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7 reasons we still need to tackle taboos around women's bodies

7 reasons we still need to tackle taboos around women's bodies

1. Women bleed, get over it

Image from Rupi Kaur

Despite periods being a common fixture of half the population's lives, menstruation has steadfastly remained a topic that is strictly off-limits. We don't want to hear about them, we don't want to speak about them, and we definitely don't want to see them! Or so society would have us think. Who can forget the backlash that poet Rupi Kaur's period pic garnered in 2015? We need to push back against this silencing of the uterus, to quote the woman herself, “Their patriarchy is leaking. Their misogyny is leaking. We will not be censored.”

2. We are hair to stay 

Image from Afropunk

Body hair remains a political point of contention when it comes to women's bodies, even our hair-removal ads feature already hairless limbs. We're taught that beauty is pain, and there's no room for hairy legs, pits or let alone a bush in this beautiful world. However, the tide is turning – many women are resisting the razor and talking about it. This conversation is helping to normalize the natural look, with celebs such as Gwyneth Paltrow and others speaking out about their body hair – even leading to the creation of a hashtag #bringbackthebush.

3. Birth control, birthright

Last year brought in the Trump Era, with its increasing threats to women's access to birth control. The US Senate has since pursued funding cuts to Planned Parenthood, the Affordable Care Act, and other women's health services. These medical and political miracles have revolutionized women's everyday lives and freedoms – since the development of the Pill in the 1960s – and must be protected at all costs.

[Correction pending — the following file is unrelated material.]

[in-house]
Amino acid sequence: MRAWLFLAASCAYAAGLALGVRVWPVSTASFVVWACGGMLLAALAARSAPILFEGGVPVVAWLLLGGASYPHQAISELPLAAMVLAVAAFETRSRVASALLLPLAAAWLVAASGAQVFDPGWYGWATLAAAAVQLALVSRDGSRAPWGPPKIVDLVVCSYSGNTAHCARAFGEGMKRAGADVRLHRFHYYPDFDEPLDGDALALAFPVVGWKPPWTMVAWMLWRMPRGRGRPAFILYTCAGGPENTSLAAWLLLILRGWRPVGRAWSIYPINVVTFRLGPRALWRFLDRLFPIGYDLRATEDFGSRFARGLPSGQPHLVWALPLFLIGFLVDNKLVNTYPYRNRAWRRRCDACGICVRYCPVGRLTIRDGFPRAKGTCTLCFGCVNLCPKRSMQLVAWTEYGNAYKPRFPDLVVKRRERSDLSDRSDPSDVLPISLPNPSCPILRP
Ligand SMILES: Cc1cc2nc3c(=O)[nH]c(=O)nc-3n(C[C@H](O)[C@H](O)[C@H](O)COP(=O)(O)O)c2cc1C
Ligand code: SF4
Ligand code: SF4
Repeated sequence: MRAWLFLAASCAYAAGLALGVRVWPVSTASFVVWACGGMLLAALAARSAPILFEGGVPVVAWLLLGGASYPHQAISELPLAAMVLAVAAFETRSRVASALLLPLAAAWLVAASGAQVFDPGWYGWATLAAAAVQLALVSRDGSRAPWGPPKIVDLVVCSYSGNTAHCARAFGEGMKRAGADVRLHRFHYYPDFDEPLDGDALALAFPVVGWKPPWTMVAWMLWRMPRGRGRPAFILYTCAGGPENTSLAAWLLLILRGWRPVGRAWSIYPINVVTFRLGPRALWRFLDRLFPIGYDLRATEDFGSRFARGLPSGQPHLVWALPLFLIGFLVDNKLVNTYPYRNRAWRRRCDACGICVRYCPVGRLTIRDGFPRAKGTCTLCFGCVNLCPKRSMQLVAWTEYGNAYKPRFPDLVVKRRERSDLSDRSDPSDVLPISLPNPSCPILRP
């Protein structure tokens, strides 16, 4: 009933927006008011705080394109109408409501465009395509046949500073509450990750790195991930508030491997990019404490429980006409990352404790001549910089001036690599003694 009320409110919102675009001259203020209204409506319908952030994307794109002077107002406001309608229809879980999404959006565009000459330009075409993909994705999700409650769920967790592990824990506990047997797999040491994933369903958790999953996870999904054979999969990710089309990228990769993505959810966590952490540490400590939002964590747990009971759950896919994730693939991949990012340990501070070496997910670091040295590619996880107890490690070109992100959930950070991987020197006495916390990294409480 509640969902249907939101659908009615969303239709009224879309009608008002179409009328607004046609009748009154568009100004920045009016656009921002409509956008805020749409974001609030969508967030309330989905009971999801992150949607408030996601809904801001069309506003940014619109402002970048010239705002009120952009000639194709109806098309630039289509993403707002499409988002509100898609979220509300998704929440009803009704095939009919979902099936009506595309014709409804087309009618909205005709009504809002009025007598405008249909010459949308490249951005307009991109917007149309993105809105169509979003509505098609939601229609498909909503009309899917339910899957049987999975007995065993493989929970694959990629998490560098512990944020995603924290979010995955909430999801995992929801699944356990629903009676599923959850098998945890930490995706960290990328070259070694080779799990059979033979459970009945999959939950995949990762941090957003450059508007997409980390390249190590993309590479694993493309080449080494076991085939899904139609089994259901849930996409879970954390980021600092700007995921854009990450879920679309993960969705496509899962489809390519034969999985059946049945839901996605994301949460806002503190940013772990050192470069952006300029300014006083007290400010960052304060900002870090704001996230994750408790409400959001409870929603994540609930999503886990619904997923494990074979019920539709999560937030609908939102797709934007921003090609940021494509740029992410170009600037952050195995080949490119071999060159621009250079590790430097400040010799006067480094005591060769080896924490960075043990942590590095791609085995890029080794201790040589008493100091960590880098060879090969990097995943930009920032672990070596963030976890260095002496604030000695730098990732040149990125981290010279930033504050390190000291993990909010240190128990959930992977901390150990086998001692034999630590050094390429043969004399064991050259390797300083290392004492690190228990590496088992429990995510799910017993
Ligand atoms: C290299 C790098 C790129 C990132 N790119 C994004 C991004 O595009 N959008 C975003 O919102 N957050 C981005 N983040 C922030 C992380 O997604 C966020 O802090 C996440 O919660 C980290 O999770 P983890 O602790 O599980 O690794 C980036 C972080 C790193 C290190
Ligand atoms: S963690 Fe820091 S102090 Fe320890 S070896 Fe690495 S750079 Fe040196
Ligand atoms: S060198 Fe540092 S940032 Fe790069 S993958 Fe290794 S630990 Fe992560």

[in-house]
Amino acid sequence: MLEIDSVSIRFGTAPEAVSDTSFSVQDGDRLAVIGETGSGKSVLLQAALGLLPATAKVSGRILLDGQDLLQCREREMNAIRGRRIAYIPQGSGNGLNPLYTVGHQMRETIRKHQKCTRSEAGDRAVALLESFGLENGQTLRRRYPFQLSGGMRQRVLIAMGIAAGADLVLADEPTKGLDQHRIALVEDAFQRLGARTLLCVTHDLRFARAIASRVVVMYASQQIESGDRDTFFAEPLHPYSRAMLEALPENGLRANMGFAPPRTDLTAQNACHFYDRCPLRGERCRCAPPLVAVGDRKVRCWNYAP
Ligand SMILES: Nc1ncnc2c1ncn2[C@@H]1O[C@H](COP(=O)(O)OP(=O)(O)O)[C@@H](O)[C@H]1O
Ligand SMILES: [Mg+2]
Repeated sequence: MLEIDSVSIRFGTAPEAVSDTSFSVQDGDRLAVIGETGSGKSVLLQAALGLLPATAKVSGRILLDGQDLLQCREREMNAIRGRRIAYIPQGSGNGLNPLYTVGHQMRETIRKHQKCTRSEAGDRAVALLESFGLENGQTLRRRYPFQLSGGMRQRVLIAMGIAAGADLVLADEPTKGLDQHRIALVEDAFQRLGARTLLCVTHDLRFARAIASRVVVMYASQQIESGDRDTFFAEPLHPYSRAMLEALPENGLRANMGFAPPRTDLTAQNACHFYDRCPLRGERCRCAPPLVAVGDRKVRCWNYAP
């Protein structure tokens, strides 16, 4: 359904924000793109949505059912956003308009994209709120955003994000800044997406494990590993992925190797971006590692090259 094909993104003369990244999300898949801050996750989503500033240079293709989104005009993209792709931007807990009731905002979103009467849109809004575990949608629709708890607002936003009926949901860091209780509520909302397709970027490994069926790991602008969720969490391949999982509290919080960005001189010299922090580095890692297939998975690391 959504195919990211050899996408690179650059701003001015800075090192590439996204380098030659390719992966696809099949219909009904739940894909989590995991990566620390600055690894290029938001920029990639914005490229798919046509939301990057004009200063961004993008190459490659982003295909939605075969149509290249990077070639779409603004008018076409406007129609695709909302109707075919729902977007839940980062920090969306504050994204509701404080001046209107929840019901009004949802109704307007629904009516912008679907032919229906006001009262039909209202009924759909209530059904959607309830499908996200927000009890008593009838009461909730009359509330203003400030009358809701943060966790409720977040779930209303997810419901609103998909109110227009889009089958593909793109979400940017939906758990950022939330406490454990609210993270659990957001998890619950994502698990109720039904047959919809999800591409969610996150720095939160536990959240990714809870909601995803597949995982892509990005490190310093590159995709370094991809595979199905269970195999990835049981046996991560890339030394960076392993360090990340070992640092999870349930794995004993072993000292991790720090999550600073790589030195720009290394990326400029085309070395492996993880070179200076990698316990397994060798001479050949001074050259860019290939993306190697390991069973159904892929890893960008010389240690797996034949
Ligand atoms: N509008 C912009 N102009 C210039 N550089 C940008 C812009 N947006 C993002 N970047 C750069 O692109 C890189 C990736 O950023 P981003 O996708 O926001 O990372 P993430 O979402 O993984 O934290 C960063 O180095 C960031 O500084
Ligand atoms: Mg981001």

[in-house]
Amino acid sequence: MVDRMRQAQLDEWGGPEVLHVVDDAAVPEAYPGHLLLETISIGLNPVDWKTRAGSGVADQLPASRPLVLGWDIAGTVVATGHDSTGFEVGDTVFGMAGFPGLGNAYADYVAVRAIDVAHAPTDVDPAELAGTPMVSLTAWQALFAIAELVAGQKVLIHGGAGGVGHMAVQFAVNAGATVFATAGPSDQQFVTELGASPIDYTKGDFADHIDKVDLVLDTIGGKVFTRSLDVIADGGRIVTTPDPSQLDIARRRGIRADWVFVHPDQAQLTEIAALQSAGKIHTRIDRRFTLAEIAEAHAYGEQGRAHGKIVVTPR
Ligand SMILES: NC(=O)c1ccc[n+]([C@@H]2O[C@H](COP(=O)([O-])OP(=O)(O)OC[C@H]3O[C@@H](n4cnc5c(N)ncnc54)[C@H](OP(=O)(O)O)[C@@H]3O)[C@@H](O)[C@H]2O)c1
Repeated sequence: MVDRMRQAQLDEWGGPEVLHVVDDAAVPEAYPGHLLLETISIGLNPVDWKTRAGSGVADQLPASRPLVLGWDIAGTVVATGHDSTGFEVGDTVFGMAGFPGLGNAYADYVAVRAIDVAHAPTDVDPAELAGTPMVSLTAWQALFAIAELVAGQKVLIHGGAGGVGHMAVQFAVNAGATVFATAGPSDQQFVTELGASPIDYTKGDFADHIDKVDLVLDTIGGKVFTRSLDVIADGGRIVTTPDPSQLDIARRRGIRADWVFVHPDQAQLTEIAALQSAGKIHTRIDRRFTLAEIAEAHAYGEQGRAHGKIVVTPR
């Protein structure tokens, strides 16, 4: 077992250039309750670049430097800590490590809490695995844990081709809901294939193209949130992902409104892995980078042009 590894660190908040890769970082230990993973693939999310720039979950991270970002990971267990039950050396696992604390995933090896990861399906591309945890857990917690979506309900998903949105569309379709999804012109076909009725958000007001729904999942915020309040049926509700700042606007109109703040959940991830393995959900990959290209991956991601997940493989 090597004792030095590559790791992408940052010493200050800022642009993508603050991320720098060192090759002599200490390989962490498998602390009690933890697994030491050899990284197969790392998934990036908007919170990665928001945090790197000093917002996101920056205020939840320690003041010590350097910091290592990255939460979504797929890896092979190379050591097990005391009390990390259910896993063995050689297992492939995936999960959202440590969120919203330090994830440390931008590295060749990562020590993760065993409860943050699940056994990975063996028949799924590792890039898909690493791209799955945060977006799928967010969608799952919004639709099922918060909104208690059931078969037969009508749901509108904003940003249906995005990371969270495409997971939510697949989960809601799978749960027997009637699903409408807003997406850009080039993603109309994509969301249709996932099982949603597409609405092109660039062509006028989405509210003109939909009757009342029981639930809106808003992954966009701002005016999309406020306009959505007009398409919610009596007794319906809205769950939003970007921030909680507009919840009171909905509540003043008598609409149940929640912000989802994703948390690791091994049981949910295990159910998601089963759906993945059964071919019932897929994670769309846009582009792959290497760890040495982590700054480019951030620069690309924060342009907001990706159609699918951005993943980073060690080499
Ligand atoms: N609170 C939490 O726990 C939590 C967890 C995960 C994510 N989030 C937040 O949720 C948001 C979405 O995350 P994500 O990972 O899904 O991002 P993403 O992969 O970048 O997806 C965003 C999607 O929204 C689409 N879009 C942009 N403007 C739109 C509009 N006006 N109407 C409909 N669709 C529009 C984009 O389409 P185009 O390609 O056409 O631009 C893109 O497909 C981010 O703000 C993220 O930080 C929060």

4. Female Genital Mutilation (FGM)

A practice which is shockingly still alive today, Female Genital Mutilation involves the partial or total removal of the external female genitalia or other injuries to the female genital organs for non-medical reasons (WHO). It is also sometimes referred to as female genital cutting or female circumcision. There are no health benefits to FGM and it is recognized internationally as a human rights violation. The practice is rooted in gender inequality, attempts to control women's sexuality, and ideas about purity, modesty, and beauty. It is usually initiated and carried out by women, who see it as a source of honor.

5. Slut-shaming

Slut-shaming is rife in the age of the Internet, with social media giving rise to new spaces and platforms upon which women and their bodies can be scrutinized and shamed. In the most basic sense, Slut-shaming is the practice of criticizing women and girls who are perceived to violate expectations of behavior and appearance regarding issues related to sexuality. For example, dressing in “sexually provocative” ways, having sex, or even being victim blamed for suffering a sexual assault.

6. Positive bodies

Image from NY Daily News

Another iteration of the S-word comes into how women's bodies are policed for their varying sizes, colors, shapes, and abilities. Body shaming can be overt, as well as implied, with celebrities being lauded and criticised in everyday media and women facing pressures to conform to ideal beauty standards on a daily basis. Body positivity is an important backlash against these pressures, with more women like Gabourey Sidibe standing up for themselves and others. Sidibe hit back against the haters with the following epic comeback, “To people making mean comments about my GG pics, I mos def cried about it on that private jet on my way to my dream job last night. #JK."

7. Because it's 2018, and we're over it!


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Illustration by Helena Cardow